Inmates ask feds for help stemming COVID-19 in state prisons
Detroit — State prison officials have failed to provide reasonably safe living conditions for inmates who asked a federal judge Thursday for emergency help to stem the spread of COVID-19.
The inmates filed an emergency request for help in U.S. District Court in Detroit, one day after filing a class-action lawsuit over conditions in Michigan's prison system amid the coronavirus global pandemic. At least 41 state prisoners and two corrections employees have died after testing positive for the virus.
The inmates want U.S. District Judge Mark Goldsmith to force prison officials to enact more effective policies regarding social distancing and proper hygiene, and to intensify cleaning, according to a request for a temporary restraining order filed Thursday. The five inmates want court-ordered changes to Michigan prison policy and changes in the locations where inmates are kept in custody.
"These measures are not only in plaintiffs’ best interests, but also in the best interest of correctional staff and the public at large because further outbreak of this virus will infect scores of individuals across our communities," wrote attorney Daniel Manville, director of the Civil Rights Clinic at the Michigan State University College of Law.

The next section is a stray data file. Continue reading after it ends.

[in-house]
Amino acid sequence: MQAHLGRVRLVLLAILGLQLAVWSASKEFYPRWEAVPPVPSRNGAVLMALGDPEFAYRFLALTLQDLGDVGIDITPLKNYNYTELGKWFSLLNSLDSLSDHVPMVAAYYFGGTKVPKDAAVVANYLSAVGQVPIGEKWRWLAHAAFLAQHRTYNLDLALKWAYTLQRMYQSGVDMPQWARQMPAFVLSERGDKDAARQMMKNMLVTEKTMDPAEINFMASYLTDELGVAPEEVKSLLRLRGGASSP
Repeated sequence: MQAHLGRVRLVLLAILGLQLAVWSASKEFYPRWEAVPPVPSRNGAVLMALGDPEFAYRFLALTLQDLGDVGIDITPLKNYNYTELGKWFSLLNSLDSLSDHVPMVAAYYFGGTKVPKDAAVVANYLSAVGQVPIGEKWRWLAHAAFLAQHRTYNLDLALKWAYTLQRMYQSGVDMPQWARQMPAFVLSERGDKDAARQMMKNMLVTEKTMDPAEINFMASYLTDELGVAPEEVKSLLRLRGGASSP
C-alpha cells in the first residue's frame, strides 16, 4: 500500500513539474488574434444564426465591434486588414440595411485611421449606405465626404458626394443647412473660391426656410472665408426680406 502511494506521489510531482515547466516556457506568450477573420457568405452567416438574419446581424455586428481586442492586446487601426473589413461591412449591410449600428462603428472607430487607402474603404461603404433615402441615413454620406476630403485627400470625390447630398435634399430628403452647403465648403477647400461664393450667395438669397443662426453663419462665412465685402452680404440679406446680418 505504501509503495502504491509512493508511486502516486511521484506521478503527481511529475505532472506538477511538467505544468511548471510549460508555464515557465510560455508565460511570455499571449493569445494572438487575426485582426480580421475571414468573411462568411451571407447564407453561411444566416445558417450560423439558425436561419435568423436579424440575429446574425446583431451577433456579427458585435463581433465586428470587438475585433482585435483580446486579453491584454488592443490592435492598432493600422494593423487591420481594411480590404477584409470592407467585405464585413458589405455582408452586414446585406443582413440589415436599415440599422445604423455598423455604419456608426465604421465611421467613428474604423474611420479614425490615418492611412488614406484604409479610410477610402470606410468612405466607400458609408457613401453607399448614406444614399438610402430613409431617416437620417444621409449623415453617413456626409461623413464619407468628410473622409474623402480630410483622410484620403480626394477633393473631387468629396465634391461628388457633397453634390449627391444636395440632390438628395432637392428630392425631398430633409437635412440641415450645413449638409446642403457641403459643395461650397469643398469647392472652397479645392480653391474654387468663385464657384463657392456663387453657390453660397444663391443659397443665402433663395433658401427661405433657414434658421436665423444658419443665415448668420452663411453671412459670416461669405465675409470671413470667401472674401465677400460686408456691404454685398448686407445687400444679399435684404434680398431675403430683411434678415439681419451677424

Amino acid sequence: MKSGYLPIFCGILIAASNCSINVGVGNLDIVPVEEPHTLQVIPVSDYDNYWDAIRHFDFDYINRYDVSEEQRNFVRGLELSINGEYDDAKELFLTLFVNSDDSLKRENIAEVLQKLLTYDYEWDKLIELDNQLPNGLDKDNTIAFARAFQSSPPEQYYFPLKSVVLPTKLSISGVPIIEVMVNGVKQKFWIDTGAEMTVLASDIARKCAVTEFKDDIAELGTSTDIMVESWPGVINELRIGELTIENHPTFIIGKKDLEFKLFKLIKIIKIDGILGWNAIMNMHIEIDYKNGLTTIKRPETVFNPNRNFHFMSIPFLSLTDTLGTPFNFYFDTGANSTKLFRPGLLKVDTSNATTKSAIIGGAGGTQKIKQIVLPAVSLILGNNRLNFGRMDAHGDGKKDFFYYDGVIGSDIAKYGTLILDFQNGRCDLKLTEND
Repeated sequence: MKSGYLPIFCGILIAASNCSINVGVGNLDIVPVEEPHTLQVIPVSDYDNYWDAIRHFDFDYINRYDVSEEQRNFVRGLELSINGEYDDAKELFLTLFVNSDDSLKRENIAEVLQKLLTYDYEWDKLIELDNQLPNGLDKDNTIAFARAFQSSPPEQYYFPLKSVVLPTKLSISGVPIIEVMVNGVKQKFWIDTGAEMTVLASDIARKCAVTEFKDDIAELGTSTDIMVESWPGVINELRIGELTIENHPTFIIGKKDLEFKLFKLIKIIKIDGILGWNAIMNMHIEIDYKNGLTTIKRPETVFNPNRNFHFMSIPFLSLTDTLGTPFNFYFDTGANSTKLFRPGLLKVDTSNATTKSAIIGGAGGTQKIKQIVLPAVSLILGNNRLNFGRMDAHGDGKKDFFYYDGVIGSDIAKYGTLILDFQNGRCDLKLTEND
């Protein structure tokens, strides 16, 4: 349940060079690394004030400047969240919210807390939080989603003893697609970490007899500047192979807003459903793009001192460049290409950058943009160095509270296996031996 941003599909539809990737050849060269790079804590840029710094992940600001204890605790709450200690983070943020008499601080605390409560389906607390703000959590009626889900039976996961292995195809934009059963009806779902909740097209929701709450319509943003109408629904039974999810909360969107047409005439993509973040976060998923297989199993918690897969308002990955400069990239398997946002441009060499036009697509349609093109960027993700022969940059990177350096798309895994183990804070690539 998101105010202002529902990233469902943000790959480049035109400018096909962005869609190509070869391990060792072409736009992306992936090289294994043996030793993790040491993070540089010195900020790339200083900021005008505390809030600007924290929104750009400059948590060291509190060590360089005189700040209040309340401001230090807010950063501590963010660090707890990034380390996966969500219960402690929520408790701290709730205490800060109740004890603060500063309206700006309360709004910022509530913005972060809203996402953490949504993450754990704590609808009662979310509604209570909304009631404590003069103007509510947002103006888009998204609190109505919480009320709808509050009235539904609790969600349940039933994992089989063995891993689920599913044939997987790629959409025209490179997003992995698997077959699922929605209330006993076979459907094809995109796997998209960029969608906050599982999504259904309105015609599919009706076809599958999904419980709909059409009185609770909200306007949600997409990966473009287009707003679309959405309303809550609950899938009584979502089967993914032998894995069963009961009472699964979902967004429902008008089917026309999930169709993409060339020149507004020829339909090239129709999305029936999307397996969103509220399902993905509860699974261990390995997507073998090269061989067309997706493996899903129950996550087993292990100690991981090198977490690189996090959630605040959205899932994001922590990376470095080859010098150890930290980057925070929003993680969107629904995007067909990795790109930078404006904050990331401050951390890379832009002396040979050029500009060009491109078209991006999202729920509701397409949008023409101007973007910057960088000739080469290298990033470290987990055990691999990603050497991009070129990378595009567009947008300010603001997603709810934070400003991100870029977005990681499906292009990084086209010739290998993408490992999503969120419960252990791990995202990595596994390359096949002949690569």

State prison officials already are following guidelines issued by the Centers for Disease Control and Prevention and Michigan Department of Health and Human Services, prisons spokesman Chris Gautz said Thursday.
"Most of what is contained in this lawsuit are things the department has already been doing, and another request – to let out low-level prisoners to home confinement – would cause us to violate state law," Gautz wrote in an email to The Detroit News. "We are focused on serious issues right now and lawsuits like this will be resolved in the courts in due time."
The lawsuit comes as prison and jail officials nationwide are releasing inmates susceptible to COVID-19 in correctional facilities in which social distancing is difficult. As of April 22, more than 650 state inmates had tested positive for the virus.
"However, the growing devastation in other prisons around the country is a harbinger for what almost certainly awaits MDOC if immediate safeguards are not enacted," Manville wrote.
He pointed to outbreaks within federal prisons, in which 31 inmates have died and more than 1,800 prisoners and staff have tested positive.
To mitigate the spread of COVID-19, federal prison officials have released on home confinement 1,805 inmates.
Michigan prison officials have enacted several measures to stem the spread of the virus, including banning visitors, requiring top officials to approve any inmate transfers, increased the amount of soap available to inmates and sanitize common areas within prisons. Officials also require inmates to wear one of three prison-issued cloth masks, are recommending inmates practice social distancing and are holding smaller group classroom and program sessions.
Staff also are required to wear personal protective equipment, Gautz said. The state last week started testing entire facilities.
"However, even if the guidance set forth by the MDOC were being followed, it is wholly insufficient to adequately shield inmates from the crisis at hand," Manville wrote.
He wants prison officials ordered to provide inmates access to basic medical screening and treatment protocols for infectious disease along with providing adequate hygiene supplies, and giving people sufficient space to social distance.